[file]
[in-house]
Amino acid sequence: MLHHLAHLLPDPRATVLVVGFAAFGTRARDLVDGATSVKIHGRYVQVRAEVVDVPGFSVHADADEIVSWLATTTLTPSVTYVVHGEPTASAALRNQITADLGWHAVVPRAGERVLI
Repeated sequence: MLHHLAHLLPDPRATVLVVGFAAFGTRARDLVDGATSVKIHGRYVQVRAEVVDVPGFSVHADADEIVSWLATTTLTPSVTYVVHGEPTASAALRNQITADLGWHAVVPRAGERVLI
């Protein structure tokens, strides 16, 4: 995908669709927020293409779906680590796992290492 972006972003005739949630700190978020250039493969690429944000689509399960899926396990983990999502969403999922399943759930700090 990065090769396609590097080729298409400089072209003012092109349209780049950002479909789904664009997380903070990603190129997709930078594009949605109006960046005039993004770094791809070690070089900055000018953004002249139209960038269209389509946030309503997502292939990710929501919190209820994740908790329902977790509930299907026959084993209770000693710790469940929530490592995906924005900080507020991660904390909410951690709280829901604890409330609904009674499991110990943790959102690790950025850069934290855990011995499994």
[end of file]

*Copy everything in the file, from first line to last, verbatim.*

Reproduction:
[in-house]
Amino acid sequence: MLHHLAHLLPDPRATVLVVGFAAFGTRARDLVDGATSVKIHGRYVQVRAEVVDVPGFSVHADADEIVSWLATTTLTPSVTYVVHGEPTASAALRNQITADLGWHAVVPRAGERVLI
Repeated sequence: MLHHLAHLLPDPRATVLVVGFAAFGTRARDLVDGATSVKIHGRYVQVRAEVVDVPGFSVHADADEIVSWLATTTLTPSVTYVVHGEPTASAALRNQITADLGWHAVVPRAGERVLI
């Protein structure tokens, strides 16, 4: 995908669709927020293409779906680590796992290492 972006972003005739949630700190978020250039493969690429944000689509399960899926396990983990999502969403999922399943759930700090 990065090769396609590097080729298409400089072209003012092109349209780049950002479909789904664009997380903070990603190129997709930078594009949605109006960046005039993004770094791809070690070089900055000018953004002249139209960038269209389509946030309503997502292939990710929501919190209820994740908790329902977790509930299907026959084993209770000693710790469940929530490592995906924005900080507020991660904390909410951690709280829901604890409330609904009674499991110990943790959102690790950025850069934290855990011995499994």